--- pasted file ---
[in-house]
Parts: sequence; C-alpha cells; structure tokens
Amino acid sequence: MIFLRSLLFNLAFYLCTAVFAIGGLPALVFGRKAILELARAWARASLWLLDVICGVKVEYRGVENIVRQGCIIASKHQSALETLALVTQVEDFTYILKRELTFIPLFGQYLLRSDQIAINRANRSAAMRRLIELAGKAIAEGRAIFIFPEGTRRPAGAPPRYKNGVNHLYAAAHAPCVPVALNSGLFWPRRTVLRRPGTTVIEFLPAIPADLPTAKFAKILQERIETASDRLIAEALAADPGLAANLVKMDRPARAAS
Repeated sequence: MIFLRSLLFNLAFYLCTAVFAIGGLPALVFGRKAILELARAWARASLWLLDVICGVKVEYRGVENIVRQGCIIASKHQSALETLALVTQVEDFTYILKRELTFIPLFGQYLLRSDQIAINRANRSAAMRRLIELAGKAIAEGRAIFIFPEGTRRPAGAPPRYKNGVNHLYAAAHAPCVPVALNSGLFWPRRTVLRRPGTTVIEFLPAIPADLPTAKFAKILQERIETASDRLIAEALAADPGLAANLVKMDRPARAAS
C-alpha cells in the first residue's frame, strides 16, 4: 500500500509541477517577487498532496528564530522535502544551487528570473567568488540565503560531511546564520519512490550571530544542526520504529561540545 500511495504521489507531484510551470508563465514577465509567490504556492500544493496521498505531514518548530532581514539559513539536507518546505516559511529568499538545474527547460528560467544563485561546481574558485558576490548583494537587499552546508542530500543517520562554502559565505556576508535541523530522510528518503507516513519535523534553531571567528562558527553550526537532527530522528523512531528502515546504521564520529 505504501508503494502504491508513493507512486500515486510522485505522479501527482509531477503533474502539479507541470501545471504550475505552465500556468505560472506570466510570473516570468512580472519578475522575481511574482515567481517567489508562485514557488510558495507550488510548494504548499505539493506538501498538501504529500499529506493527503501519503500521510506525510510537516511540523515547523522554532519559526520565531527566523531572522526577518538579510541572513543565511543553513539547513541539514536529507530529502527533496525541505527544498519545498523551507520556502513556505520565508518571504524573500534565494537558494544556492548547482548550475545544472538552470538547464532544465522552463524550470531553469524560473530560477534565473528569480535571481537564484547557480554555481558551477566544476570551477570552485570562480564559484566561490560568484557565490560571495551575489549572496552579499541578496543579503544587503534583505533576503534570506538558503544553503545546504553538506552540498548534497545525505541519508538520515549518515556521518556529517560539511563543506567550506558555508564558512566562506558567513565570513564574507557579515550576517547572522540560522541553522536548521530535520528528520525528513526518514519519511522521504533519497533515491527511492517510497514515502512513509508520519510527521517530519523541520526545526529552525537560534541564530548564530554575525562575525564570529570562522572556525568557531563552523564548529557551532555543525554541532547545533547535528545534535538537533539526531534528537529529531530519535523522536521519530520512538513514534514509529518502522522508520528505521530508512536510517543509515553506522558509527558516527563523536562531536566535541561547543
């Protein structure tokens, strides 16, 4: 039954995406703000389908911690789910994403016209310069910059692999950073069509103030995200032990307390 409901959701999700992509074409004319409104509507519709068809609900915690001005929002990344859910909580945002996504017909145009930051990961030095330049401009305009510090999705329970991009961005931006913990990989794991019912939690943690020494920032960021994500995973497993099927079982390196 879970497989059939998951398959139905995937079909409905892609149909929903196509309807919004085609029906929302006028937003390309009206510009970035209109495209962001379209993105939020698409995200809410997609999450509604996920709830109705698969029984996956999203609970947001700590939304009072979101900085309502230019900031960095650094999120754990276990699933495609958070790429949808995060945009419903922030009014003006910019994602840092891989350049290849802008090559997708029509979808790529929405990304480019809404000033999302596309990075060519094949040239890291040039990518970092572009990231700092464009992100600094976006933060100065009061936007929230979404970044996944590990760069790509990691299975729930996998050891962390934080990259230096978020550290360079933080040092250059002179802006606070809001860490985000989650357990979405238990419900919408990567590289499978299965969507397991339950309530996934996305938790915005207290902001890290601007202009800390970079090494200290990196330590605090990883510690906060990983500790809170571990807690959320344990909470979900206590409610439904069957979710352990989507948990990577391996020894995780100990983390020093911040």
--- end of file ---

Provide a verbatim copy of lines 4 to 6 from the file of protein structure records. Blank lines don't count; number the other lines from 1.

Repeated sequence: MIFLRSLLFNLAFYLCTAVFAIGGLPALVFGRKAILELARAWARASLWLLDVICGVKVEYRGVENIVRQGCIIASKHQSALETLALVTQVEDFTYILKRELTFIPLFGQYLLRSDQIAINRANRSAAMRRLIELAGKAIAEGRAIFIFPEGTRRPAGAPPRYKNGVNHLYAAAHAPCVPVALNSGLFWPRRTVLRRPGTTVIEFLPAIPADLPTAKFAKILQERIETASDRLIAEALAADPGLAANLVKMDRPARAAS
C-alpha cells in the first residue's frame, strides 16, 4: 500500500509541477517577487498532496528564530522535502544551487528570473567568488540565503560531511546564520519512490550571530544542526520504529561540545 500511495504521489507531484510551470508563465514577465509567490504556492500544493496521498505531514518548530532581514539559513539536507518546505516559511529568499538545474527547460528560467544563485561546481574558485558576490548583494537587499552546508542530500543517520562554502559565505556576508535541523530522510528518503507516513519535523534553531571567528562558527553550526537532527530522528523512531528502515546504521564520529 505504501508503494502504491508513493507512486500515486510522485505522479501527482509531477503533474502539479507541470501545471504550475505552465500556468505560472506570466510570473516570468512580472519578475522575481511574482515567481517567489508562485514557488510558495507550488510548494504548499505539493506538501498538501504529500499529506493527503501519503500521510506525510510537516511540523515547523522554532519559526520565531527566523531572522526577518538579510541572513543565511543553513539547513541539514536529507530529502527533496525541505527544498519545498523551507520556502513556505520565508518571504524573500534565494537558494544556492548547482548550475545544472538552470538547464532544465522552463524550470531553469524560473530560477534565473528569480535571481537564484547557480554555481558551477566544476570551477570552485570562480564559484566561490560568484557565490560571495551575489549572496552579499541578496543579503544587503534583505533576503534570506538558503544553503545546504553538506552540498548534497545525505541519508538520515549518515556521518556529517560539511563543506567550506558555508564558512566562506558567513565570513564574507557579515550576517547572522540560522541553522536548521530535520528528520525528513526518514519519511522521504533519497533515491527511492517510497514515502512513509508520519510527521517530519523541520526545526529552525537560534541564530548564530554575525562575525564570529570562522572556525568557531563552523564548529557551532555543525554541532547545533547535528545534535538537533539526531534528537529529531530519535523522536521519530520512538513514534514509529518502522522508520528505521530508512536510517543509515553506522558509527558516527563523536562531536566535541561547543
């Protein structure tokens, strides 16, 4: 039954995406703000389908911690789910994403016209310069910059692999950073069509103030995200032990307390 409901959701999700992509074409004319409104509507519709068809609900915690001005929002990344859910909580945002996504017909145009930051990961030095330049401009305009510090999705329970991009961005931006913990990989794991019912939690943690020494920032960021994500995973497993099927079982390196 879970497989059939998951398959139905995937079909409905892609149909929903196509309807919004085609029906929302006028937003390309009206510009970035209109495209962001379209993105939020698409995200809410997609999450509604996920709830109705698969029984996956999203609970947001700590939304009072979101900085309502230019900031960095650094999120754990276990699933495609958070790429949808995060945009419903922030009014003006910019994602840092891989350049290849802008090559997708029509979808790529929405990304480019809404000033999302596309990075060519094949040239890291040039990518970092572009990231700092464009992100600094976006933060100065009061936007929230979404970044996944590990760069790509990691299975729930996998050891962390934080990259230096978020550290360079933080040092250059002179802006606070809001860490985000989650357990979405238990419900919408990567590289499978299965969507397991339950309530996934996305938790915005207290902001890290601007202009800390970079090494200290990196330590605090990883510690906060990983500790809170571990807690959320344990909470979900206590409610439904069957979710352990989507948990990577391996020894995780100990983390020093911040």